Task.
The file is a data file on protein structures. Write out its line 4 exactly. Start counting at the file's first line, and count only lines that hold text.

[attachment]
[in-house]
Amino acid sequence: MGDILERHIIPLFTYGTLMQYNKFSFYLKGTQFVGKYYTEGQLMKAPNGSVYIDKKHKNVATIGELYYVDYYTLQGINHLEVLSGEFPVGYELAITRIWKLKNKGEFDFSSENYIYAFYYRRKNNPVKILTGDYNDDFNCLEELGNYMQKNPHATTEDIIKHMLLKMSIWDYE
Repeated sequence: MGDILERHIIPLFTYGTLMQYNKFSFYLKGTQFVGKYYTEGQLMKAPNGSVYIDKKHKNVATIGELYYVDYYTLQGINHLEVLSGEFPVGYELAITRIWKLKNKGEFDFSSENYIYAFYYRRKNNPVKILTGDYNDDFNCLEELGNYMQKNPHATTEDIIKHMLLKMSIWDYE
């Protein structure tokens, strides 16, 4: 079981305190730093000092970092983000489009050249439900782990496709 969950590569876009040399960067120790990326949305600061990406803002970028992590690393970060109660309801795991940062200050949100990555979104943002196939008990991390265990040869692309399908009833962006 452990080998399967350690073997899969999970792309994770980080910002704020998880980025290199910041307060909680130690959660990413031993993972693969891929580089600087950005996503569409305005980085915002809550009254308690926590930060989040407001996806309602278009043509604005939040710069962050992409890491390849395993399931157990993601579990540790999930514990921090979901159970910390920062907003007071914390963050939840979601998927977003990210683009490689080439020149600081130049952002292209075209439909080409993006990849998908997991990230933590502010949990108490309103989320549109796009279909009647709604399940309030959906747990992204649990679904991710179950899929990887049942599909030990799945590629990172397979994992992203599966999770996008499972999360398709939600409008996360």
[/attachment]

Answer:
């Protein structure tokens, strides 16, 4: 079981305190730093000092970092983000489009050249439900782990496709 969950590569876009040399960067120790990326949305600061990406803002970028992590690393970060109660309801795991940062200050949100990555979104943002196939008990991390265990040869692309399908009833962006 452990080998399967350690073997899969999970792309994770980080910002704020998880980025290199910041307060909680130690959660990413031993993972693969891929580089600087950005996503569409305005980085915002809550009254308690926590930060989040407001996806309602278009043509604005939040710069962050992409890491390849395993399931157990993601579990540790999930514990921090979901159970910390920062907003007071914390963050939840979601998927977003990210683009490689080439020149600081130049952002292209075209439909080409993006990849998908997991990230933590502010949990108490309103989320549109796009279909009647709604399940309030959906747990992204649990679904991710179950899929990887049942599909030990799945590629990172397979994992992203599966999770996008499972999360398709939600409008996360």